Donald Trump is socialist swine

A good businessman knows how to manage his or her resources to get the highest returns. Trump supporters often use the “he’s qualified because he’s a businessman” argument when defending their vote for him. But how effective is that argument?
According to a Bloomberg News poll, Mrs Clinton has a nine-point lead over the real estate developer and former casino operator. Mrs Clinton, who, to my knowledge, has never run her own law firm much less any other business, seems to be showing much better organizational skills, and having amassed a $110 million shared net worth with her husband, Bubba aka Bill Clinton, seems to be better at making money since she’s not good at making much of anything else (especially cookies while standing by her man).
Mr Trump’s fall in the polls seems to lack from a good marketing game. His brand is questionable, some would say downright deplorable, among women. The black and Latino vote is like a cruise ship that decides to bypass an unpopular port of call.
If publications in The Economist provide any worthwhile indication, it is that he rest of the globe may not be finding him in the highest regard, with the exception of far right politicians like Marine Le Pen.
And let’s not forget the analysts expectations regarding volatility in Mexico’s peso. Talk of screwing around with NAFTA would drive that currency into the pits.
What I find particularly disturbing is his disproportionate focus on labor. He continuously calls for getting American jobs back, which is what one would expect from someone courting the popular vote. He ignores capital, displaying little knowledge about capital markets or the role investment banks, private equity, or venture capital play in finding entrepreneurial opportunities that provide investors with high returns, the kind of activity that attracts domestic and foreign direct investment into our markets.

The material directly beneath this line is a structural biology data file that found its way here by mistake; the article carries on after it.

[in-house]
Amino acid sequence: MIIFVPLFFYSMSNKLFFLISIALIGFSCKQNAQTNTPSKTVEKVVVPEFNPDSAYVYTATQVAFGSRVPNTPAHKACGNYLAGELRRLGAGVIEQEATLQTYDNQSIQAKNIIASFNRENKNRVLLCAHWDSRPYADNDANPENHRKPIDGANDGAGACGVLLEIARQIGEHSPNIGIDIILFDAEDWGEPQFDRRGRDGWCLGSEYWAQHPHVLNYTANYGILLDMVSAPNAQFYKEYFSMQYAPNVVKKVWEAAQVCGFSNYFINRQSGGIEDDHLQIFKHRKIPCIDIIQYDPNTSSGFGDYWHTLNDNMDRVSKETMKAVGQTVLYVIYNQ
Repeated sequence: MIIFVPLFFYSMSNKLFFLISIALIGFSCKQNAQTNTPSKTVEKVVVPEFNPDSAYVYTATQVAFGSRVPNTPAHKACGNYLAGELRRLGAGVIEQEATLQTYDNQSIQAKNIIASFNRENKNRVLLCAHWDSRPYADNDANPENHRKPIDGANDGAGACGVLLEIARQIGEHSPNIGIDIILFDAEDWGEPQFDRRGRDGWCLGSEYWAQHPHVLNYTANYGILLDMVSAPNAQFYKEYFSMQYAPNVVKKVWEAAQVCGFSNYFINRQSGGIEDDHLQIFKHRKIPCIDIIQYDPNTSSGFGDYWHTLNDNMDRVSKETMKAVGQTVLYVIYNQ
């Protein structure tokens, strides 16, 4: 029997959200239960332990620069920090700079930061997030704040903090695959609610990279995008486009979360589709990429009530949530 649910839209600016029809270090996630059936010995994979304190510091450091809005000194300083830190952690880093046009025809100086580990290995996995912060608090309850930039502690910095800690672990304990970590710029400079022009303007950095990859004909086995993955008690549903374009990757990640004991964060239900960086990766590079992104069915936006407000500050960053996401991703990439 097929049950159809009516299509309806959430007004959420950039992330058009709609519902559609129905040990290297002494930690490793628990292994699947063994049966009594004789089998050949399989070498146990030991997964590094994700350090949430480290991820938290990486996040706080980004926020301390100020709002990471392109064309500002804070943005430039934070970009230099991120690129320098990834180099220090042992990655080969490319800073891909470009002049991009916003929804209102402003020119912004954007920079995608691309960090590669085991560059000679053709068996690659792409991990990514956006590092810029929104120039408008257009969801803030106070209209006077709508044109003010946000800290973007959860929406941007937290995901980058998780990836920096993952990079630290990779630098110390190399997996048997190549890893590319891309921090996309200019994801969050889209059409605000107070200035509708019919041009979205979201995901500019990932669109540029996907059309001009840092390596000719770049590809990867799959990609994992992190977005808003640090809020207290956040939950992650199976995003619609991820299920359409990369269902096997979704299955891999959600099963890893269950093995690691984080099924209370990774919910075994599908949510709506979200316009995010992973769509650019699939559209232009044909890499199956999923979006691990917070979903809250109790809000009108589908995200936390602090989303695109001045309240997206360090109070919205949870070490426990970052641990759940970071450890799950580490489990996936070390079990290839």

Americas deeper foray into the knowledge economy is going to call for big ideas, innovation, and capital formation. The labor that Mr Trump courts may be good for votes but not for economic growth. 
Maybe Mr Trump’s bromance is more with Bernie Sanders and less with Vladimir Putin.
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Trump may be more narcissist than anarchist, but ….

Donald Trump and Bernie Sanders have upset the political elite’s apple cart. They both remind me of these lines uttered by the late Heath Ledger in “The Dark Knight”:

“It’s the schemers that put you where you are. You were a schemer, you had plans, and uh, look where that got you. I just did what I do best. I took your plan and I turned it on itself. Look what I did, to this city with a few drums of gas and a couple of bullets. Hm? You know what, you know what I noticed? Nobody panics when things go according to plan. Even if the plan is horrifying. If tomorrow I tell the press that like a gang banger, will get shot, or a truckload of soldiers will be blown up, nobody panics, because it’s all, part of the plan. But when I say that one, little old mayor will die, well then everyone loses their minds!”